Thursday, November 14, 2013

Once a Masochist, always a masochist

I took a little jog in the woods about two weeks ago. It started before first light and ended within an hour of the sun's final shine. Yep. That's a long time. But why? Was something/someone chasing me? No. Was I getting paid to do this? Unfortunately not. Did I lose a bet? Hardly.

About twenty years ago, David Horton said to me, "Betcha can't run fifty miles." I proved him wrong after he goaded me with his snide remark. I ran that distance for the first time in 1994 and came in second place for the women. Since then, I placed first, claimed a bunch more seconds, a third, and then stopped counting positions when I ran out of wiggly little tootsies to help me count. One year I left town on race day so I wouldn't be tempted to run on still-recovering feet and ankles post surgery. Twice I ran the whole course but as a sweeper, picking up streamers marking the way, and keeping an eye on the folks at the end of the long train winding it's way through the forest. Two other times I began the race but did not finish it, done in by a strange anomaly of not being able to breath, hands and feet turning Smurf-like blue. That was disappointing.

In the "old days," I approached the start line of most my races, including this race, the Mountain Masochist Fifty Mile Run (MMTR), with miles of tough training tucked under my hydration belt. Confident  I could trust my training, I was able to push the envelope. Sometimes it resulted in a great race. Other times, the price of racing hard sent my quads quivering, shins shouting, and lungs lifting gasps and groans into the air. Still, the end result was usually pretty decent. I raced often, was recognized when I walked into a room, and bore the weight of performance expectations from myself as much as others. For many years, that combination of circumstances earned me the privilege to wear a sponsor's name or two across my chest and on my feet.

Oh, how things change.

When I arrived at the start line this year, it was after soundly sleeping through the night. Nary a thought of break-neck racing or anticipation of a personal best interrupted my deep sleep. That was novel. It's not that I had miles in the bank or was coming off a full racing schedule that had whipped me into a fine piece of trail-racing flesh. Nope. None of that. My miles were low, restricted to running workouts with my cross country team, save a rare long run now and again. And in the crowded room at the pre-race dinner the night before, only the  seasoned (read that, old) runners recognized me. I was invisible in a sea of young, eager faces. My time in the spotlight had come and gone. I had entered a different phase of life-a much slower one, at that- and it was okay. Actually, more than okay.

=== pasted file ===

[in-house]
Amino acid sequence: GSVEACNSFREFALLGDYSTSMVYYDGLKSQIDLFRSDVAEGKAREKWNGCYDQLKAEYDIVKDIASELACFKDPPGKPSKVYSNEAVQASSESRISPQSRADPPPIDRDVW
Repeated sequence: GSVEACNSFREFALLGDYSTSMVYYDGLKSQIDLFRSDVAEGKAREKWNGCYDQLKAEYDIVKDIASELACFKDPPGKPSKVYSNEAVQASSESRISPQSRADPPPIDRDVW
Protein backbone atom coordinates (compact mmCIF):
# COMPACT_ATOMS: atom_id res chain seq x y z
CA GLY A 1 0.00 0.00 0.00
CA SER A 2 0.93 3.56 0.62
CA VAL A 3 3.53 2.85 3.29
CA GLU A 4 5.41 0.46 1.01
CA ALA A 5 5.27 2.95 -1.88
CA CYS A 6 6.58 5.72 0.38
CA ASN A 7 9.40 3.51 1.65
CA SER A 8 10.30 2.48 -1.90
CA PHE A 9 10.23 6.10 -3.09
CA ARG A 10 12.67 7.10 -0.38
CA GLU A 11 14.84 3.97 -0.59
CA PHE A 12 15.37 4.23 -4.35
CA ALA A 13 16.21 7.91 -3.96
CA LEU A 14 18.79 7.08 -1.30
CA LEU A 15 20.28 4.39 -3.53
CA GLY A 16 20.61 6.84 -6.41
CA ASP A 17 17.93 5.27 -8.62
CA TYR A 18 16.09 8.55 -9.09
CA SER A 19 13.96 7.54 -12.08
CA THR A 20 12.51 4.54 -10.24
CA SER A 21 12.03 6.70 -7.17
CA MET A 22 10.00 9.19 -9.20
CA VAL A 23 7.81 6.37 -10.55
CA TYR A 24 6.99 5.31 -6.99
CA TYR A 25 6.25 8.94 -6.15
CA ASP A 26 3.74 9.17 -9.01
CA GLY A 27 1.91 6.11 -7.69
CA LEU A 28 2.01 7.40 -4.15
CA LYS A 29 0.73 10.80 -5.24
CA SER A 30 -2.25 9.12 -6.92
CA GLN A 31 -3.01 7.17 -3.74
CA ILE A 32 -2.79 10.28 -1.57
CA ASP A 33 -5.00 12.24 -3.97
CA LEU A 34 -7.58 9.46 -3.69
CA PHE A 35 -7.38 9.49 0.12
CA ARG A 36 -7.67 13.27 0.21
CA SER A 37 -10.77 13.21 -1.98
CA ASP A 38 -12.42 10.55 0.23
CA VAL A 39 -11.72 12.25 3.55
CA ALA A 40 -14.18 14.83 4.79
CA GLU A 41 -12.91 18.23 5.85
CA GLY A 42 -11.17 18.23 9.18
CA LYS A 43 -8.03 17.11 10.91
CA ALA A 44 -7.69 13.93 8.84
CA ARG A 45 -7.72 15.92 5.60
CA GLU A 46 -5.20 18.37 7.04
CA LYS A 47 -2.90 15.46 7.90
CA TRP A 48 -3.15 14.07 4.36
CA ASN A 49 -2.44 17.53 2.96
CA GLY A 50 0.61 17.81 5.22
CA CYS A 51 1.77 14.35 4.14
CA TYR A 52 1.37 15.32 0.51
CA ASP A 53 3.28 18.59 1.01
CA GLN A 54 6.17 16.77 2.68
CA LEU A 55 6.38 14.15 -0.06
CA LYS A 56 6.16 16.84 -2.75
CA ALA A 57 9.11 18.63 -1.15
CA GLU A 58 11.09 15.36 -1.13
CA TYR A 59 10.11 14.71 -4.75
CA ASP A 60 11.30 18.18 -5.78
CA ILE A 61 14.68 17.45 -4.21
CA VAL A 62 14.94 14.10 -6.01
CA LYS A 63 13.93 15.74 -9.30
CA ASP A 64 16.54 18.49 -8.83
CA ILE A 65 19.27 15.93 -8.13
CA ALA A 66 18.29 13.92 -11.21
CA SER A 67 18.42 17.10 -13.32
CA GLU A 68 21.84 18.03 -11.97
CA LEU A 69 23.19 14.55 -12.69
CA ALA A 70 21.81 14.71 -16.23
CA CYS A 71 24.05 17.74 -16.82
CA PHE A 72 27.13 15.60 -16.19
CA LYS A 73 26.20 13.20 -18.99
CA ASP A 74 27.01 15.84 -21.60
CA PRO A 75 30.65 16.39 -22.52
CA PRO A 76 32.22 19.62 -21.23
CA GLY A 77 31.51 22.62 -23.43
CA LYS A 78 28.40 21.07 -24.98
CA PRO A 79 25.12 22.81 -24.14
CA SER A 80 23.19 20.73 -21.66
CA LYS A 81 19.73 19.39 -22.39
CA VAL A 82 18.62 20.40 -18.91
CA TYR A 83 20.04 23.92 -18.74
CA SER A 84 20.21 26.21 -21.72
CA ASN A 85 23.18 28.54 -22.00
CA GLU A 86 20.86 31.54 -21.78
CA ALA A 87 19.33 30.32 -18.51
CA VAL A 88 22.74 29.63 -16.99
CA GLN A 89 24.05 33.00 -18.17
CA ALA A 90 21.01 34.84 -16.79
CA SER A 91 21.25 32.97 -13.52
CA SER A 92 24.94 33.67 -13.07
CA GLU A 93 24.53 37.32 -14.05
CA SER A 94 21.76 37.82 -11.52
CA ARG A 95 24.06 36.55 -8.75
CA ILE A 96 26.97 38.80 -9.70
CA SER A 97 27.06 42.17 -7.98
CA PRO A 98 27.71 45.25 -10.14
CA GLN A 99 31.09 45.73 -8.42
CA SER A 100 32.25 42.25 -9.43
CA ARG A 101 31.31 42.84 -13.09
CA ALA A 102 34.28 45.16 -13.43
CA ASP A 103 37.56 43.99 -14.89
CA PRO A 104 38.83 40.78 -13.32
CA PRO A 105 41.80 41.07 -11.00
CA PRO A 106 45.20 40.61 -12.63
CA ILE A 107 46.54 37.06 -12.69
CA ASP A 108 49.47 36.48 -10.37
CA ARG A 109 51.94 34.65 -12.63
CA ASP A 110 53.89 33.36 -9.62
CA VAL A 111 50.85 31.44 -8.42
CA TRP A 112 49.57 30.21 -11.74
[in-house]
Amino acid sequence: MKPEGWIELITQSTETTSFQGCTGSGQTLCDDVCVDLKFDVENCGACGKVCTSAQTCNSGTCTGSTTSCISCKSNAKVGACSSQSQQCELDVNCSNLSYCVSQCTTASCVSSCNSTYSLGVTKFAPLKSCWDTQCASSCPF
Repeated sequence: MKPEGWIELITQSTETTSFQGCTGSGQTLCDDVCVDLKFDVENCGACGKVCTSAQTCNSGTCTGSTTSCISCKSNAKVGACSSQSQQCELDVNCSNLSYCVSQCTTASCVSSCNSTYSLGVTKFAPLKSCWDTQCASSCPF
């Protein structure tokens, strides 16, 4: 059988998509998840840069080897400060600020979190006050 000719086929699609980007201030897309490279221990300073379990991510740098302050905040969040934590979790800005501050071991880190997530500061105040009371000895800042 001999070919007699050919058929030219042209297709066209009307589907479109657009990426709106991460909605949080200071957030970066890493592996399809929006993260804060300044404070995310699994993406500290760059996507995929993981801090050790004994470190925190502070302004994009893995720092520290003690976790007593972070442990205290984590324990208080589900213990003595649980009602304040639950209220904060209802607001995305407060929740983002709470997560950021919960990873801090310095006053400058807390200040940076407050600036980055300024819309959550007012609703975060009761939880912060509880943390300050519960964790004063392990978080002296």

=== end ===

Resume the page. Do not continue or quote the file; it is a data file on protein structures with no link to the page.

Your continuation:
I went into the race with fifteen finishes. I told myself last year that fifteen was a perfectly good number. Stop while I was ahead. No other woman had that many finishes. (I liked that.) But the thought of going for twenty completions made me cough up the money and drop a check and registration info into the mail. If I ran five in a row, including this year, I would complete the task at age 61. Oh, boy. It sure doesn't get easier from year to year. On top of that, the course revisions and additions makes the course about thirty minutes longer for us mere mortals. But the die had been cast. It was sixteen or bust. I had to run this one on experience and smarts. I made a pact with my soul to be patient, take things as they come, and enjoy the journey.

So me and my non-sponsored self (unless you count the label on the inside of my shorts that says "Wash in cold water") started down the road. I listened to those chatting, to advice being given. Secretly, I laughed at some. I liked the way the darkness hid me despite the thundering herd that surrounded me.